Answer: The answer is yes, as long as you pack them in personal suitcases, duffle bags or other luggage pieces. We discourage trying to cross the border with large quantities of used items loaded in boxes or garbage bags. This could be a problem. Mexico frowns upon sizable loads of used items being brought into the country as the possible sale of these items would be in direct competition with their struggling local retailers. However, if an individual wants to bring one or two extra luggage items filled with candy, used clothing, old toys, etc. to hand out to the poor this has not been a problem in the past. Many volunteers use this opportunity to clean out their closets (and the closets of their neighbors) to put their no longer used clothing back into grateful circulation.
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26) Question: What exactly is a Rancho Feliz “Guardian Warrior”?
Answer: By definition, a “Guardian” has the courage to protect those without opportunity. Likewise, a “Warrior” charges undaunted, against seemingly impossible odds, into the battle for justice. Combined – a “Guardian Warrior” displays his or her power through compassion, responsibility and action – by looking out for those who cannot fend for themselves. The battlefield of today’s “Guardian Warrior” transcends the literal interpretation of war and destruction to embrace fearlessness, service and understanding in every moment of our lives. When it comes to helping the less fortunate, we can never let down, we are never off duty. Our strength is their only hope. Our Rancho Feliz volunteers have the courage to step out of their comfortable lives and help those not born into their same fortunate opportunities. This is a Rancho Feliz “Guardian Warrior”.
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27) Question: Why does Rancho Feliz use the Knot of Eternity as its logo and what is its significance?
Answer: The “Knot of Eternity” is a Tantric Tibetan symbol. This ancient geometric design represents the true nature of reality – where everything is interwoven and interdependent. Nothing exists independently. Nothing exists on its own. This intrinsic inter-connectedness is symbolized by the infinite single thread design of the “Endless Knot”. With this awareness we understand the true nature of our own human experience – we do not exist independently. Rather we only exist in relation to each other as strands in a universal web of cause and effect. In this respect we matter, for we are cause in the fabric of life and every action we take affects the whole. With this understanding comes the realization that the best thing we can do for ourselves is to take care of each other. This non-dualistic awareness, that our own liberation is inexorably bound with those we serve, is the guiding philosophy behind Rancho Feliz. We call this “enlightened self-interest”. At Rancho Feliz we understand that the less fortunate provide us the opportunity for self-actualization through service. We need and depend on them to give purpose, meaning and quality to our lives. Likewise, the less fortunate need and depend on us to provide opportunities for quality and dignity in their own lives. This principal of “reciprocal giving” is a fundamental precept to Rancho Feliz operations.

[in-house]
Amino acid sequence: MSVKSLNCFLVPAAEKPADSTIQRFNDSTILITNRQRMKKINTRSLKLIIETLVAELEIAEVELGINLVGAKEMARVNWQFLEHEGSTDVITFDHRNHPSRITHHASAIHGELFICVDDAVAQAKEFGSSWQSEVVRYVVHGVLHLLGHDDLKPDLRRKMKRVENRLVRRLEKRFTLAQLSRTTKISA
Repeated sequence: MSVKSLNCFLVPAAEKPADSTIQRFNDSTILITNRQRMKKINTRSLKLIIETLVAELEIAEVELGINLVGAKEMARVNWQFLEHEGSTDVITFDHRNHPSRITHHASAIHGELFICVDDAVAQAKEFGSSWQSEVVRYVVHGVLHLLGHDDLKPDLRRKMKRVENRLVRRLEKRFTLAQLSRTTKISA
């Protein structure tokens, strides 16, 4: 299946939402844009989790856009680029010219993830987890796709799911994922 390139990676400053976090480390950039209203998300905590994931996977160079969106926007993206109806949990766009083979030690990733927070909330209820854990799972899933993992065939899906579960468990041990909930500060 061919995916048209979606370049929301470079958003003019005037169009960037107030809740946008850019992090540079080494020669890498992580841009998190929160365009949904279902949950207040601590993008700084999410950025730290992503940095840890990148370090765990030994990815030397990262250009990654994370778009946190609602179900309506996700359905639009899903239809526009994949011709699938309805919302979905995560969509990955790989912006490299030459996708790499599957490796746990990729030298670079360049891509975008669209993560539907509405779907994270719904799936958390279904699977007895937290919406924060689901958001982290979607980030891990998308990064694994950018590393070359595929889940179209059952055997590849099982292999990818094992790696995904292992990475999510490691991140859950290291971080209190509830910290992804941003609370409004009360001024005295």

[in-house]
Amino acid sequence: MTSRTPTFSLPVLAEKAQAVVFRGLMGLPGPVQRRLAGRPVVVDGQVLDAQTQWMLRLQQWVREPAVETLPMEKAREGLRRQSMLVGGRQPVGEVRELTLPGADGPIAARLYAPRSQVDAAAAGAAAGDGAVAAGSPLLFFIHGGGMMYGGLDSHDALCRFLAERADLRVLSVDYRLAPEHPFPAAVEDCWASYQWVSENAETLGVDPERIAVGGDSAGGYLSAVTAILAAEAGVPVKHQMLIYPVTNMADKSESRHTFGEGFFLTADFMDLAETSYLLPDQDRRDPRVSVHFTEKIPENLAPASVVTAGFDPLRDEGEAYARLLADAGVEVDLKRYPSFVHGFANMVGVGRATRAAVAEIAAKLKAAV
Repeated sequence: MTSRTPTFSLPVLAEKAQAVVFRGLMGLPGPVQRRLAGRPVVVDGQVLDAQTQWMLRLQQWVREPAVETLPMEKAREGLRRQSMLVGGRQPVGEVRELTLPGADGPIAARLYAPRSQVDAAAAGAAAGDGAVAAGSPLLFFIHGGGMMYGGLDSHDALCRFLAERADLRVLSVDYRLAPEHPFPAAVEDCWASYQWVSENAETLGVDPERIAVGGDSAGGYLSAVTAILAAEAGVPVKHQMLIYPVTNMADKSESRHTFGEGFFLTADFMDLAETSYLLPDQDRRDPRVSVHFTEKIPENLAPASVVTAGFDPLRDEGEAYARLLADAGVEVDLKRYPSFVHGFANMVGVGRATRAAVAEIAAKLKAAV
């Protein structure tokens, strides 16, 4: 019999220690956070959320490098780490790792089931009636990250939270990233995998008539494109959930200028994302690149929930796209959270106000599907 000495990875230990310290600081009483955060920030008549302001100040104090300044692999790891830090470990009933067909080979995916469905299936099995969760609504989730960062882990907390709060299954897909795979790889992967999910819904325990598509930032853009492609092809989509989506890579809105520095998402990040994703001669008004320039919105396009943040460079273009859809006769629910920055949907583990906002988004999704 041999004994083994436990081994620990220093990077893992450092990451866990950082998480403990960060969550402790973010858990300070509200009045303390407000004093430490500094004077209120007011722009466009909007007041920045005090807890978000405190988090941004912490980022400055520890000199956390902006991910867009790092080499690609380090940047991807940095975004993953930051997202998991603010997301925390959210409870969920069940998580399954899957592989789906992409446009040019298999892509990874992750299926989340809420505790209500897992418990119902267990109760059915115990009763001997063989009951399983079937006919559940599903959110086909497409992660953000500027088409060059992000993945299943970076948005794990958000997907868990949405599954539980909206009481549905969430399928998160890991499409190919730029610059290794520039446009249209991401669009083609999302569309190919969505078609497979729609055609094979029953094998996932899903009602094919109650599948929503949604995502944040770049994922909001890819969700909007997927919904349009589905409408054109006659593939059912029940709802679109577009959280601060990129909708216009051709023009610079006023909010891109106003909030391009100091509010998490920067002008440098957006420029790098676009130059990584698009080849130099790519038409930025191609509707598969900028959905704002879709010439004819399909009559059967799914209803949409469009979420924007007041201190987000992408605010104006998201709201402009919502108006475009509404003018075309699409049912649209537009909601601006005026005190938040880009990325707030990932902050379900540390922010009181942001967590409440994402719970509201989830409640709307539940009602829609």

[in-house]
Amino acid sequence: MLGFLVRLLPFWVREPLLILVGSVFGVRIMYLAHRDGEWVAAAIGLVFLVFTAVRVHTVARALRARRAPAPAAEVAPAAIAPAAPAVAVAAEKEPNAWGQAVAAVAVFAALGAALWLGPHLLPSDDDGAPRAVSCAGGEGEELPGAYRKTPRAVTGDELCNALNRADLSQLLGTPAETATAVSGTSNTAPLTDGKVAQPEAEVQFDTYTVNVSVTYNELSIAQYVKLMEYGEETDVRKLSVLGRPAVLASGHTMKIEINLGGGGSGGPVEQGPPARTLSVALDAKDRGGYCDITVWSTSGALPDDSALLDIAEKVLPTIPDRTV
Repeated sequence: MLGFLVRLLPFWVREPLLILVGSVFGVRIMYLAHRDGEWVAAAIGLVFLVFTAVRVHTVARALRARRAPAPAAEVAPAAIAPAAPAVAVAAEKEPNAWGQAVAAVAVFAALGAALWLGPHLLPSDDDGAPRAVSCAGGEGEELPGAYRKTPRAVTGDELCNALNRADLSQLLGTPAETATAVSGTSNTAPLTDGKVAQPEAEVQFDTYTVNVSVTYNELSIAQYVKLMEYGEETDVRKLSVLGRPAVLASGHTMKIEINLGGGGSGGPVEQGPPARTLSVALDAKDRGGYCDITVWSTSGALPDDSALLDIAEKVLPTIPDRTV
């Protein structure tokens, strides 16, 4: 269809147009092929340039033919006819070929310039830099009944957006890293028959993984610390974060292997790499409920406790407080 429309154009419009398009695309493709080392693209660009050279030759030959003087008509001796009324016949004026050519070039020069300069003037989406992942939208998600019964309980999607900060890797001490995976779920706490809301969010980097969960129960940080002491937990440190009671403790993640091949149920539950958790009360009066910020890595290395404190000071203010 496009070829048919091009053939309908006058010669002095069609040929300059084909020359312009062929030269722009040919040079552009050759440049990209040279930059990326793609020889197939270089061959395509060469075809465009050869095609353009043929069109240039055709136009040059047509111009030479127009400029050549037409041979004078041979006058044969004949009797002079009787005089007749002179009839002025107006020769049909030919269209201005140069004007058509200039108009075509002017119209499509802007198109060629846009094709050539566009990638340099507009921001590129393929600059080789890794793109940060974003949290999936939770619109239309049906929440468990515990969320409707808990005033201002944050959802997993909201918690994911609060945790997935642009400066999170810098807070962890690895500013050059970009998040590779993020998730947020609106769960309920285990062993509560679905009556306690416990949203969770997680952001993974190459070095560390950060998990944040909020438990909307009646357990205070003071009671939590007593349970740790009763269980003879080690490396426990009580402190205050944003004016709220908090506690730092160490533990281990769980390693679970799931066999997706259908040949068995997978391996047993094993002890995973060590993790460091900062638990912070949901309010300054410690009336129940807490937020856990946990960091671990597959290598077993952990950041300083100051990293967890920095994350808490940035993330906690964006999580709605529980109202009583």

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28) Question: How can we stay connected to Rancho Feliz after we return home?
Answer: Rancho Feliz has an active Facebook Page where project updates and other relevant information are posted daily. We strongly encourage you to “Friend” our site and even make your own posts describing your unique “Guardian Warrior” experiences. Also, our web-site is updated regularly. It is a wonderful way to keep up to date on our many life-changing projects and programs.
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29) Question: Do you have any letters of recommendation from participating groups? Would it be possible to talk to someone who has previously volunteered in the Exchange Program and get their feedback?
Answer: Yes. For a history of feedback on the Exchange Program please visit the “Volunteer Comments” page. Listed below are three Rancho Feliz, “Guardian Warrior” Exchange Program volunteer references who you are welcome to contact:
Amy is the group leader for the Armstrong Family Foundation, Arizona State University scholarship students. She coordinates this group’s Exchange Program visits twice a year. Amy and her husband Patrick also founded and host the Next Generation Philanthropists volunteer group’s Exchange Program visits.
Sally has been participating in the Exchange Program for many years coordinating the Seton High School (Tempe, Arizona) student visits as well as several others.
Morris Scott has participated in the Exchange Program for a number of years and is intimately familiar with the program and its operations.